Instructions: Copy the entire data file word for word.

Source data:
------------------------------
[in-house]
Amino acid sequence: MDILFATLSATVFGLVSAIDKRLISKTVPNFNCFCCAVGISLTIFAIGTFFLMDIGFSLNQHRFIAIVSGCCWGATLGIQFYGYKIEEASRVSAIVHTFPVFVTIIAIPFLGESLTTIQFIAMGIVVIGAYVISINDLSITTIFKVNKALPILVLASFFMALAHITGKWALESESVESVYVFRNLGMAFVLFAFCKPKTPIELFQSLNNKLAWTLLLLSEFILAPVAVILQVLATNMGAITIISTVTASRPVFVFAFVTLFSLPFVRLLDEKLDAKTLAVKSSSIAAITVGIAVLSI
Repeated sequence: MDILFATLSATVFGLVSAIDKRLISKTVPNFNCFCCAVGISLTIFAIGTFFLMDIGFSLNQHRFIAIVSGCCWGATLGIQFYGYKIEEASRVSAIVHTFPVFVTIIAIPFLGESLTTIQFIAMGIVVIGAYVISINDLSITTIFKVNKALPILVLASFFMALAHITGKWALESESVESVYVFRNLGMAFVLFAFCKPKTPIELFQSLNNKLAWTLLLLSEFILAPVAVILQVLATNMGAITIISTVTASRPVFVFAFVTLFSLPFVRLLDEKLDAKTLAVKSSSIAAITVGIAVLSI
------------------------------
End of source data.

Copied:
[in-house]
Amino acid sequence: MDILFATLSATVFGLVSAIDKRLISKTVPNFNCFCCAVGISLTIFAIGTFFLMDIGFSLNQHRFIAIVSGCCWGATLGIQFYGYKIEEASRVSAIVHTFPVFVTIIAIPFLGESLTTIQFIAMGIVVIGAYVISINDLSITTIFKVNKALPILVLASFFMALAHITGKWALESESVESVYVFRNLGMAFVLFAFCKPKTPIELFQSLNNKLAWTLLLLSEFILAPVAVILQVLATNMGAITIISTVTASRPVFVFAFVTLFSLPFVRLLDEKLDAKTLAVKSSSIAAITVGIAVLSI
Repeated sequence: MDILFATLSATVFGLVSAIDKRLISKTVPNFNCFCCAVGISLTIFAIGTFFLMDIGFSLNQHRFIAIVSGCCWGATLGIQFYGYKIEEASRVSAIVHTFPVFVTIIAIPFLGESLTTIQFIAMGIVVIGAYVISINDLSITTIFKVNKALPILVLASFFMALAHITGKWALESESVESVYVFRNLGMAFVLFAFCKPKTPIELFQSLNNKLAWTLLLLSEFILAPVAVILQVLATNMGAITIISTVTASRPVFVFAFVTLFSLPFVRLLDEKLDAKTLAVKSSSIAAITVGIAVLSI